In August 1995, my wife and I were married before a judge. It was a simple ceremony. We were both new associates at a small law firm in Columbus, Georgia and did not have the money (or desire) for a big wedding. Besides, we had our priorities. We were saving our money to buy some land, build a home and start a family. As part of our savings plan, we rented a small farm house just outside Columbus. We paid two hundred dollars a month in rent. The house was worth every penny. It had four small rooms (including the kitchen), was constructed completely of cinderblocks, had a concrete floor, a tin roof and sat at the end of a long dirt road at the edge of a cow pasture. It was also painted a hideous bright blue -- but the cows did not seem to mind.
So what does this have to do with mystery novels?
Stay with me on this one. I’m getting there.
Despite the limitations of our humble abode, the setting was beautiful. Our landlord had several hundred acres of pasture land, forests, ponds and streams. I would often take my nine iron into the pasture and hit golfballs among my bovine friends. It was also at this time that my wife and I started going on our evening walks. I’m proud to say that almost eighteen years later, we are still walking every evening.
But, again, I’m a little off track.
One late fall afternoon we took off walking in a new direction -- through some thick woods and over a small hill. It was beautiful -- the leaves on the hardwoods were in full color. It was cool and crisp -- exactly the way a walk in autumn should be -- that is, until we stumbled upon the grave stones.
Yes, grave stones. Two to be exact. They appeared to be very old, although I cannot claim to be an expert on assessing the age of grave stones. Were they fifty years old or two hundred? Any inscriptions had been lost to time -- worn flat by the weather.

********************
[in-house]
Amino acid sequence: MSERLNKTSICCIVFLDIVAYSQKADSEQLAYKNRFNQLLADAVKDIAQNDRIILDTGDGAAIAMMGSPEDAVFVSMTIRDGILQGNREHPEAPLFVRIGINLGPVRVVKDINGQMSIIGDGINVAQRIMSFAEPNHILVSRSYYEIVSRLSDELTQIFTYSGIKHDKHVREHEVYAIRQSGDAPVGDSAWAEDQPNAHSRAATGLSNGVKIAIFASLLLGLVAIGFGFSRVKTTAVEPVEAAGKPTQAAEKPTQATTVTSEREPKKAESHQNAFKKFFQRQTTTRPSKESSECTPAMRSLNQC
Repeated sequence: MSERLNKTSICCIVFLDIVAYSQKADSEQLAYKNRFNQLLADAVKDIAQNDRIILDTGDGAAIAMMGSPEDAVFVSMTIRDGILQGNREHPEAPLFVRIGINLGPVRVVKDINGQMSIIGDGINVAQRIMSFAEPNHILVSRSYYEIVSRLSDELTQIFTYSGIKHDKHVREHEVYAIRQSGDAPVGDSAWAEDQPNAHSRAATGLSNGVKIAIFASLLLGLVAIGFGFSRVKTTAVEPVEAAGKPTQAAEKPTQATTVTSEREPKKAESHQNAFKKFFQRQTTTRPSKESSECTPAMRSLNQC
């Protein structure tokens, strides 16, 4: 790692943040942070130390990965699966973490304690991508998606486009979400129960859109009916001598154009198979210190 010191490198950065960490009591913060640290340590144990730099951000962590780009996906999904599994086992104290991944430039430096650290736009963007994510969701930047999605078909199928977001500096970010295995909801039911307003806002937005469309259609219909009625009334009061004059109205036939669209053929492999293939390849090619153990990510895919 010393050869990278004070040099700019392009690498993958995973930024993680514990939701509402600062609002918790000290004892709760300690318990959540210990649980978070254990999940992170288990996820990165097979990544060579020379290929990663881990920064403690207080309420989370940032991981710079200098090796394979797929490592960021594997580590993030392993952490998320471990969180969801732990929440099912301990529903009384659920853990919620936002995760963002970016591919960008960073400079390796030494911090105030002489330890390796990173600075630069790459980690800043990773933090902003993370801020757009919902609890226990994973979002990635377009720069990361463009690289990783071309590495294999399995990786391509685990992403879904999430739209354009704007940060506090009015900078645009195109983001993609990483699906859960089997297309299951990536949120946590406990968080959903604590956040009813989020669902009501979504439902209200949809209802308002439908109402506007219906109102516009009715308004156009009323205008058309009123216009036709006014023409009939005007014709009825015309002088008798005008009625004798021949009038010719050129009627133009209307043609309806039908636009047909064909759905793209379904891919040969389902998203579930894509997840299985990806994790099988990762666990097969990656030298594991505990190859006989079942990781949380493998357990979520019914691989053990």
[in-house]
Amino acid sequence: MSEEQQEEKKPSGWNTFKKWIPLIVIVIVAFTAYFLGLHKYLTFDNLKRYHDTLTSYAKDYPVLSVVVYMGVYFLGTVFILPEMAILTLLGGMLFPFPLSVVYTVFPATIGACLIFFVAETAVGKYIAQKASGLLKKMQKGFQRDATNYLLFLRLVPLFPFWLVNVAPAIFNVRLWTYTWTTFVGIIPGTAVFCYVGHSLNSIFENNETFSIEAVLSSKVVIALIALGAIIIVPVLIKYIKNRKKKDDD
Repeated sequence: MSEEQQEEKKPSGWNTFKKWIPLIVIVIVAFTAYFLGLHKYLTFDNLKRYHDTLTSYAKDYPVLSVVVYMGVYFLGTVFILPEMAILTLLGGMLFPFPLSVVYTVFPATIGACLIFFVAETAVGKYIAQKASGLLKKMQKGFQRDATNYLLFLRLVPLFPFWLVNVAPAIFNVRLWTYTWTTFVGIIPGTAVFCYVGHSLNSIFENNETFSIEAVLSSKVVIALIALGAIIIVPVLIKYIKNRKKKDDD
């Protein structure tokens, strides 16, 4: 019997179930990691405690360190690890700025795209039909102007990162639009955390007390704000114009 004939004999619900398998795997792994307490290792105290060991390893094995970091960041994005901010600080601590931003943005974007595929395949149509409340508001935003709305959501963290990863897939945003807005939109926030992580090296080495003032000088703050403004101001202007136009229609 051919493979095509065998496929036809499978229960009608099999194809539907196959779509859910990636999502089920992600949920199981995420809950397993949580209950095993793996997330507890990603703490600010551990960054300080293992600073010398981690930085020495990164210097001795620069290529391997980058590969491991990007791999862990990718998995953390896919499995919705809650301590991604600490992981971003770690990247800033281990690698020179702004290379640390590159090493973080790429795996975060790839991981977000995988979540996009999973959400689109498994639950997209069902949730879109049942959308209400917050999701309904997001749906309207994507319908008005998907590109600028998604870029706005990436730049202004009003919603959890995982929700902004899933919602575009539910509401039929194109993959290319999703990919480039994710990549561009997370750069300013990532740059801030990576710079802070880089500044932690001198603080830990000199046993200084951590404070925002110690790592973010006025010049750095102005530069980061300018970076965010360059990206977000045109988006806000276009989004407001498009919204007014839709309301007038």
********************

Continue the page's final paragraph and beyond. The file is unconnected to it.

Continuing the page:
The shadows in the woods suddenly seemed a little longer and a bit more menacing -- the air a little cooler. On our walk back home, we discussed a million different scenarios that could explain the presence of two grave stones deep in the woods. We assessed what we knew -- our limited set of clues -- and engaged in wild speculation as to the identity of our newly discovered neighbors. When we finally made it home, we immediately contacted our landlord to find out what he knew about the graves. We learned that we had stumbled upon the final resting place of the original owners of the property from the 18th century.
For one brief moment on one fall afternoon, my wife and I were engaged with a real mystery -- or at least it seemed real to us. We had found two grave stones deep in the woods. It was unexpected and -- as weird as it may sound -- exciting. A well-written mystery novel, I believe, engages the reader in the same way. The reader is not simply a passive spectator walking through the woods enjoying the view. They are part of the action. The reader is thrilled by the unexpected twists and turns thrown in their path. Each clue -- or potential clue -- becomes the source of endless speculation. The reader can't wait to turn the page, to solve the mystery and uncover the truth before anyone else.
A great writer, in my opinion, convinces the reader to take the walk through the woods and discover what may be lurking in the shadows.
Deron Hicks finally saved up enough money to buy some land, build a house and start a family. He lives in Warm Springs, Georgia with his wife Angela, daughter Meg and son Parker. His first book - SECRETS OF SHAKESPEARE'S GRAVE -- was published by Houghton Mifflin Harcourt Books for Children in September 2012. The second book in the series -- TOWER OF THE FIVE ORDERS -- is scheduled for publication in October 2013. You can find Deron at his website or you can follow him on Facebook.